Couple Therapy: How can I forgive you?

Couple Therapy: How can I forgive you?

Couple Therapy: How can I forgive you?

What is authentic forgiveness?

Unlike Refusing to Forgive, Cheap Forgiveness, or Acceptance, genuine and sincere forgiveness is an interpersonal asset. It requires the sincere participation of both. Here are your three basic interpersonal characteristics.

1. Genuine Forgiveness is a transaction, the Genuine Forgiveness is not forgiveness granted unilaterally by the aggrieved, it is a joint venture, an exchange between two people united by a violation, a transgression of a pact, or an interpersonal commitment.

2. Genuine forgiveness is conditional; it must be earned. It comes with a price that the offender must be willing to pay. In return, the injured party must allow you to pay your debt. While working hard to earn forgiveness through genuine and generous acts of repentance and restitution, the aggrieved party works hard to shed their resentment and need for retribution. If either of you does not do the required work, there may be no Genuine Forgiveness.

3. Genuine forgiveness requires a surveillance transfer After a traumatic injury, the injured party is likely to become hypervigilant, patrolling the border between the deceived person and the deceiver, ensuring that they will never be deceived again. You can live and breathe the injury, obsessed with its dirty details.

The person who has cheated, on the other hand, may want to suppress, deny, or minimize their misconduct. With genuine forgiveness, a profound change occurs and the concern to overcome the situation is shared. The transgressor shows that he is fully aware of his transgression and intends never to repeat it.

The injured party worries less about the injury and begins to let it go.

With genuine forgiveness, they both address the question, “What am I willing to give to create a climate in which forgiveness is possible? While the offender is never entitled to be forcibly turned over, he is more likely to win this coin if he tries to repair the damage he caused. While the aggrieved party is never obligated to forgive you, they are more likely to forgive you and resurrect the relationship, if you give them the opportunity to do things right.

This provisional exchange, this "giving to receive", is at the heart of Genuine Forgiveness. As forgiveness expert Terry Hargrave notes, "Forgiveness is achieved when the victimized person no longer has to hold the offender accountable for the injustice; the offender holds himself and herself accountable."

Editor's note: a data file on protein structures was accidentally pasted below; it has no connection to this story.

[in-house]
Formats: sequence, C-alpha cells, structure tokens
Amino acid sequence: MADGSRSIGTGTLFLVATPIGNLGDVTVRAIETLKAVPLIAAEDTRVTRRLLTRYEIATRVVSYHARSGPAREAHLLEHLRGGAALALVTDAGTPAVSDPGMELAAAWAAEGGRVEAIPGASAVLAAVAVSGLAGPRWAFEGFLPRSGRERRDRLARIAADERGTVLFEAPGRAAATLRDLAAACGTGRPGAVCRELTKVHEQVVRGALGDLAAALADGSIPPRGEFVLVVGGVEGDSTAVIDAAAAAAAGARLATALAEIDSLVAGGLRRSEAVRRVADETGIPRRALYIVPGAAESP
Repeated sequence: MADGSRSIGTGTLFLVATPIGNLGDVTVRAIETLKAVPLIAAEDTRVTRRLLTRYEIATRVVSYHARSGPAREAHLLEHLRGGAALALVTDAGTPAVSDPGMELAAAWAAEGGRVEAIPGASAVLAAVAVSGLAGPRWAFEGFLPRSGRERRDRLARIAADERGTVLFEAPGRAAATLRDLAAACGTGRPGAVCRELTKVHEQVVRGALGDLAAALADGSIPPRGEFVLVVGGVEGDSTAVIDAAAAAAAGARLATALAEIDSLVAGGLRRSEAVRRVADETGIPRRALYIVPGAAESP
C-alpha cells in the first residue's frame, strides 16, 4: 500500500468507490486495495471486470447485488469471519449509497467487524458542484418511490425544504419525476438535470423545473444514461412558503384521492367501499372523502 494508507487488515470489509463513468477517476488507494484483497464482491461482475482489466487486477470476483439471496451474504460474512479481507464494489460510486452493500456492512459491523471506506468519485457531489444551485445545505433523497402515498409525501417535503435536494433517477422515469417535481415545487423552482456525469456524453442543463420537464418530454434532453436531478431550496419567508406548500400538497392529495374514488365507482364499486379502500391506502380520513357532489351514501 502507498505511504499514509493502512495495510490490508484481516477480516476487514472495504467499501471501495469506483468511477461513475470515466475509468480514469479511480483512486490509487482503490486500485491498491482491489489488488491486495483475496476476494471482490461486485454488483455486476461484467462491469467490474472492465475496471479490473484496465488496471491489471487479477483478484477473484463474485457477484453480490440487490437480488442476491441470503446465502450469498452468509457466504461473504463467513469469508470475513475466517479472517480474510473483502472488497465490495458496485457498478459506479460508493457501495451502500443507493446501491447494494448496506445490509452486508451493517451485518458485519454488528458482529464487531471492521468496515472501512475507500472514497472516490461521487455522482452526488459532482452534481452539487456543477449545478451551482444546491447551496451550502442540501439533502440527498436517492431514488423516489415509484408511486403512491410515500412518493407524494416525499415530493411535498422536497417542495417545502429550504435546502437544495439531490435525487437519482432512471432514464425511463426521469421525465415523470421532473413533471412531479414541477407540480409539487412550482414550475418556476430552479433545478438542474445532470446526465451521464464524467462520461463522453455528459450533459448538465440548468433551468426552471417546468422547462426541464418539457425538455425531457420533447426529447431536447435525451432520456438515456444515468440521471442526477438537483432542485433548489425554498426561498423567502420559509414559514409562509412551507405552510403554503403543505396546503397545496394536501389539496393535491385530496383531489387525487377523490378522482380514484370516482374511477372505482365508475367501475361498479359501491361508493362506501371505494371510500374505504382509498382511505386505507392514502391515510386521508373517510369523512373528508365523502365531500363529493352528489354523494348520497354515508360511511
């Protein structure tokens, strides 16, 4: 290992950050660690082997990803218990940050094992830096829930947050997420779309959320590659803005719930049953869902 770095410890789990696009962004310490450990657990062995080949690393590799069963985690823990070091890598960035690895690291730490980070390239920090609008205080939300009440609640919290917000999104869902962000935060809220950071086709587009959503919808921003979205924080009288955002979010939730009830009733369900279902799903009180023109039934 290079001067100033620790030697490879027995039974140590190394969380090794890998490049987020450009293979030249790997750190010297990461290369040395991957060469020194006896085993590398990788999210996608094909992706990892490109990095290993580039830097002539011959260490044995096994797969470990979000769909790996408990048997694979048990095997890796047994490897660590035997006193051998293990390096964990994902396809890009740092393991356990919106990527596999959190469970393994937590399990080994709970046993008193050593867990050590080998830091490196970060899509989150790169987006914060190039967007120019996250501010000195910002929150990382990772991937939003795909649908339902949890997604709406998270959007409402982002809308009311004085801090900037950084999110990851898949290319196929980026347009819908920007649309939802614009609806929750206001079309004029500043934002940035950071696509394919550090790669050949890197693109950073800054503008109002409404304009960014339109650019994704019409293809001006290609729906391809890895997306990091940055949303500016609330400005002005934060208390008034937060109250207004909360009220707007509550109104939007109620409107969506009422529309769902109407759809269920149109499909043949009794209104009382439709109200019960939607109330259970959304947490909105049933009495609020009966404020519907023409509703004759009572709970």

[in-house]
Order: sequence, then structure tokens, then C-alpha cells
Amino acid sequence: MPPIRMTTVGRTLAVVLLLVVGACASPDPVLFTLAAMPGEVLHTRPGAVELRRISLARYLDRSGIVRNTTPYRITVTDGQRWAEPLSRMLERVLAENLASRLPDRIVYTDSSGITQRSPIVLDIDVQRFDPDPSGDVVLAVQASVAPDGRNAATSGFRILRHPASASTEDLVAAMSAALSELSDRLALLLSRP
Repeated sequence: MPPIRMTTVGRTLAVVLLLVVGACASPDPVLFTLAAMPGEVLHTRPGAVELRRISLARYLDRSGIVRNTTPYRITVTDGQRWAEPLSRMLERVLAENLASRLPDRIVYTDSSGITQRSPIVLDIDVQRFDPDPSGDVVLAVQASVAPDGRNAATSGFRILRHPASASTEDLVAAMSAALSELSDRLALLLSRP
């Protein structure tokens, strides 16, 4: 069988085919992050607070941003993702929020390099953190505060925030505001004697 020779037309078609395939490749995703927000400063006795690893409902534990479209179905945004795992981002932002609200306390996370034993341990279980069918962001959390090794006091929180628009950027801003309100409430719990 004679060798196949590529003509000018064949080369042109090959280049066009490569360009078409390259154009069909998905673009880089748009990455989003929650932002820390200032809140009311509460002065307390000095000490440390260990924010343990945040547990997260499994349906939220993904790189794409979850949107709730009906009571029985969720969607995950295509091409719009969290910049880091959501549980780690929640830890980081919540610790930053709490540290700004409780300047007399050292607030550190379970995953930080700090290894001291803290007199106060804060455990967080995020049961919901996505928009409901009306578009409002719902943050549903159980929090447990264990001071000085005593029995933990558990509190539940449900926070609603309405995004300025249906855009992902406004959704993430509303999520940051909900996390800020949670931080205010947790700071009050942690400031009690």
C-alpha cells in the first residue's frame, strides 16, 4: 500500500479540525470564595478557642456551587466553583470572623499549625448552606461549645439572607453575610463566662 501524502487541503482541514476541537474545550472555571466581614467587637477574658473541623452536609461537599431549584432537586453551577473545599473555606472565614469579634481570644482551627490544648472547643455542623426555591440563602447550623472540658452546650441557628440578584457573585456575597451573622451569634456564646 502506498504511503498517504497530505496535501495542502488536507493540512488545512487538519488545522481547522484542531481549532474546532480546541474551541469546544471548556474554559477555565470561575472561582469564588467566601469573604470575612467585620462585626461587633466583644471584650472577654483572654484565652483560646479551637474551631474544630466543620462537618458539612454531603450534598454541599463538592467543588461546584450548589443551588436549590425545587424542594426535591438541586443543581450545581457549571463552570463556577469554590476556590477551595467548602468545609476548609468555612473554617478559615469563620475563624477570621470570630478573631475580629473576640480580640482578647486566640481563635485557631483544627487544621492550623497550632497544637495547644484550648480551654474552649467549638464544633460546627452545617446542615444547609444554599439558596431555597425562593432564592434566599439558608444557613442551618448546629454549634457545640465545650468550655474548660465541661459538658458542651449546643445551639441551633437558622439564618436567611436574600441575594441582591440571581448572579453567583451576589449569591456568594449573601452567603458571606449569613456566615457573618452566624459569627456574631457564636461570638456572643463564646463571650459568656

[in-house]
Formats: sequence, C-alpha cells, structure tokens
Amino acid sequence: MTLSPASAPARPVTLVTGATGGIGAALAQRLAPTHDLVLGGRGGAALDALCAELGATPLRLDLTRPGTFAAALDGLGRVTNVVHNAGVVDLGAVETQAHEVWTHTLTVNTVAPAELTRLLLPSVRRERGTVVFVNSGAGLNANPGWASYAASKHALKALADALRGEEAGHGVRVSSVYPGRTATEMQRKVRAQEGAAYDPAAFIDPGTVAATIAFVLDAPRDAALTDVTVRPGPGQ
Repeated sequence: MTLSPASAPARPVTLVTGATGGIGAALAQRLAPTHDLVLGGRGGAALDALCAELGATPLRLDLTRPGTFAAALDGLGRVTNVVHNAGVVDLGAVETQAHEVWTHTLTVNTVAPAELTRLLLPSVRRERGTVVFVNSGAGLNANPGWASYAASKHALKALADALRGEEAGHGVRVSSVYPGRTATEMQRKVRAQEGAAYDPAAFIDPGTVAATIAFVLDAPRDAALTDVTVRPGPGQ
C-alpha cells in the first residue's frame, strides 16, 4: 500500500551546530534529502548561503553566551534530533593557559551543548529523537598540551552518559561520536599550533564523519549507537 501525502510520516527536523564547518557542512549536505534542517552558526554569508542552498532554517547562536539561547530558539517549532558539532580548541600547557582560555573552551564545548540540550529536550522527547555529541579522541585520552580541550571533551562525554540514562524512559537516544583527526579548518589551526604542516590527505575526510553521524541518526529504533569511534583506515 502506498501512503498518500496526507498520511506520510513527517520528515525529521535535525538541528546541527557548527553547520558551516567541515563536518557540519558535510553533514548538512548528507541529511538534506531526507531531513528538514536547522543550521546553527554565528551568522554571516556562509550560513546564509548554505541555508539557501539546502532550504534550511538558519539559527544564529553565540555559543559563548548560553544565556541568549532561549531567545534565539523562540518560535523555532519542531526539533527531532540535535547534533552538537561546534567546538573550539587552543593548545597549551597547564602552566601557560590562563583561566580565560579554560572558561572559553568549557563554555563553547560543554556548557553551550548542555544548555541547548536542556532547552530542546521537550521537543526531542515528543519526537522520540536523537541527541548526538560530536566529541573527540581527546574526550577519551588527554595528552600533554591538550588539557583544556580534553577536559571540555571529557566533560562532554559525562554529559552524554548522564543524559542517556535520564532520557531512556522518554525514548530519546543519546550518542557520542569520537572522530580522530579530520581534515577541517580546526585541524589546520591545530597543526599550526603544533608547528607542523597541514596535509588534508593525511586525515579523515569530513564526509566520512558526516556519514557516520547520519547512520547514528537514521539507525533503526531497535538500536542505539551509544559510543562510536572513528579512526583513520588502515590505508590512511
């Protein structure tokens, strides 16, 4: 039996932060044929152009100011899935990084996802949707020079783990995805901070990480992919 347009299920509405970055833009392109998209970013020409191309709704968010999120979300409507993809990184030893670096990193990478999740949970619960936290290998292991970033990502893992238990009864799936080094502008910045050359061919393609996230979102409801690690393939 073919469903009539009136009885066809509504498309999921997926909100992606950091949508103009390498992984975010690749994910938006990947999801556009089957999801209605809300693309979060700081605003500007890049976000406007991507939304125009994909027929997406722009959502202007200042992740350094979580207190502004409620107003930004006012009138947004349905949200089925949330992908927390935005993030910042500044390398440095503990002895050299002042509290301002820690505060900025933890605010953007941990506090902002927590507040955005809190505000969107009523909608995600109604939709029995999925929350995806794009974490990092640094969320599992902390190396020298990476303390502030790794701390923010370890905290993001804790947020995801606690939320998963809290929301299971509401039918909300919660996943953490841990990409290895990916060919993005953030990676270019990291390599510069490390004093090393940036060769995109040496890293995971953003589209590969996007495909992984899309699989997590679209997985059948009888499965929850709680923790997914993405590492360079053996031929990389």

Healing, like love, flourishes in the context of a loving relationship. I would dare to say that we cannot love alone and that we cannot forgive alone.

How can I forgive you?


It is your repentance and atonement that generally opens the door to forgiveness.

According to experts, there are six critical tasks that the cheater must tackle to

earn forgiveness.


1: Look at your flawed assumptions about forgiveness and see how they block your efforts to earn it. (Example: I am not worthy of forgiveness)

2: Witness the pain you caused and its consequences.

3: Apologize in a genuine, non-defensive, and responsible way.

4: Try to understand your behaviour and reveal the inglorious truth about yourself to the person you hurt.

5: Work to regain confidence.

6: Forgive yourself for hurting someone else and yourself.

What makes a good apology?

To make a good apology, I suggest the following seven guidelines:

1: Take responsibility for the damage you caused.

2: Make your personal apology.

The most effective apology is exquisitely personal. It is an admission that "I did something wrong"

3: Make your apology specific.

4: Make it a deep apology.

5: Apologize from the bottom of your heart.

6. Make your apology clear and direct. Frank and honest.

7. Apologize repeatedly.

For "superficial wounds", a single apology may be enough to earn forgiveness. But in the case of more serious injuries, you may need to apologize over and over again, especially if you hope to reconcile.

Remember that you are not responsible for the damage done to you, but you are responsible for your recovery.

In other words, your freedom does not lie in protesting the injustice of the violation of your partner's commitment or infidelity, but in making the infidel or transgressor worry and become aware of what he did and the consequences of it. Your freedom, perhaps your only freedom, is to decide how to survive and transcend the wound. Do not underestimate this freedom, it is huge. With that decision comes the power to decide how you are going to live the rest of your life. By taking the task of healing and forgiveness into your own hands, you empower yourself and make peace with the past.

Carmen Martinez - Psicóloga y Coaching

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Celia Martínez Psicóloga
Exeter, Devon, England,
United Kingdom

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